Pumping Iron, On One Leg


Weights: It was only natural: Thomesina Stanley needed to build her upper-body strength for her swimming workout.


Thomesina Stanley pumps iron.

Lots of people do, but Stanley is 53, a mother of three and a grandmother of four. And she lost a leg to cancer in 1967.

Three years ago, the Edmondson Village alterations seamstress went on a search for an exercise she could do safely. Try swimming, her doctor told her. Driving home one day, she heard an ad for an open house at the Druid Hill YMCA. "I took a tour of the facilities, and I liked it. I didn't even know how to swim."

With just one leg to propel herself through the water, she knew she'd need to build her upper-body strength. At the Y, she met Coleman Adams, who volunteers with people working with weights.

'He said to me, 'I think you could work with free weights.' And I said, 'You do?' "

Although skeptical, she started working on Nordic machines, then picked up the weights. "I started basically with regular dumbbell curls and I increased, and then started doing leg lifts and calf raises, then benching and chin-ups."

She began to put more weight onto those free weights.

And she learned to swim.

Stanley, whose leg was amputated above the knee, initially used a prosthesis, which she wears for walking, to lift weights. But because her exercise resulted in weight loss, she started noticing friction where the prosthesis joined her body. Since she couldn't swim with it anyway, she tried lifting weights without the prosthesis -- and found she could balance just fine.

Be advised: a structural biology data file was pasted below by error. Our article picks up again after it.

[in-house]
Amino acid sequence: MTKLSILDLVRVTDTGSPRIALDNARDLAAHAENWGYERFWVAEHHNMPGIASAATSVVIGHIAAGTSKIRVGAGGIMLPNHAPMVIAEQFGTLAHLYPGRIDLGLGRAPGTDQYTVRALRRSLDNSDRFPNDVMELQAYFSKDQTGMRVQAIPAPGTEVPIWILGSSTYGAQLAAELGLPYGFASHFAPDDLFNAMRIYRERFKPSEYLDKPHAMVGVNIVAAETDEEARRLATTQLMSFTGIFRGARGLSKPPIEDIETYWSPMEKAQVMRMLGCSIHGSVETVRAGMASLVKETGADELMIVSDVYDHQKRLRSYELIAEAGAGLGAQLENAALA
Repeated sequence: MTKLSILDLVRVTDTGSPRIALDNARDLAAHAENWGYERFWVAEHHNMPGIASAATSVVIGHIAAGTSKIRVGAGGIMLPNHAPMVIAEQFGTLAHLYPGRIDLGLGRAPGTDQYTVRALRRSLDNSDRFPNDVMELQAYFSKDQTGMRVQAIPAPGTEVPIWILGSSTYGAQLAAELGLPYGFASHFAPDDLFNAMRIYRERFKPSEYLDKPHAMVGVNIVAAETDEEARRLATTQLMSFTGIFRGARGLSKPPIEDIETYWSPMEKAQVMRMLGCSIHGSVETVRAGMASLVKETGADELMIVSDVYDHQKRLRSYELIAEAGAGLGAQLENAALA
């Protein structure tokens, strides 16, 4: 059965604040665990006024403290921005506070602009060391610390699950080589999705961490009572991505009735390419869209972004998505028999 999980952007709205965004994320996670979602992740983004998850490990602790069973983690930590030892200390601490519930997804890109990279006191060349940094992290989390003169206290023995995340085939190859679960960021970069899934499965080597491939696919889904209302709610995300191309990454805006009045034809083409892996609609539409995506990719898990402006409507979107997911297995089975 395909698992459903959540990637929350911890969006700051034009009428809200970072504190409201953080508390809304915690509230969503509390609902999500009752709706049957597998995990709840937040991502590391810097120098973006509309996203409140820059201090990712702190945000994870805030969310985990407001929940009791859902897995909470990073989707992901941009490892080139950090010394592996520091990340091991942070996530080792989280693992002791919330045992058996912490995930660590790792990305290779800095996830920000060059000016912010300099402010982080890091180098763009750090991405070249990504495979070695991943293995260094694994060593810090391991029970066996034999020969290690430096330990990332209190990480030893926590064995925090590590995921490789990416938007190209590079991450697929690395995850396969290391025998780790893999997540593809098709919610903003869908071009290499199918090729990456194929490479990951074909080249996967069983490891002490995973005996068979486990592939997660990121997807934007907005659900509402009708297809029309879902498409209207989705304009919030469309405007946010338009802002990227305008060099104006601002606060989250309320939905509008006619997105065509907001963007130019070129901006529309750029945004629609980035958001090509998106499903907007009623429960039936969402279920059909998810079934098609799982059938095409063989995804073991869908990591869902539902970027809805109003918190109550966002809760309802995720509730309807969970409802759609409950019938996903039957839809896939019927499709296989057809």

"I balance just with the leg itself," she says. "My leg is quite strong. Once I get focused, it's really not a problem. I had good balance from years of using crutches."

Stanley easily squats 35 or 40 pounds. She works out three mornings a week with weights, and two mornings a week she swims. She also avoids meat and sticks to vegetables and fish.

"I never call it dieting. I just eat healthy and I juice a lot of things. I drink lots of water, and I don't drink sodas."

Stanley, who never before had a regular fitness routine, now tries to talk others into exercising, too.

"If you're motivated, you're supposed to motivate someone else," she says with a laugh.

Pub Date: 04/11/99

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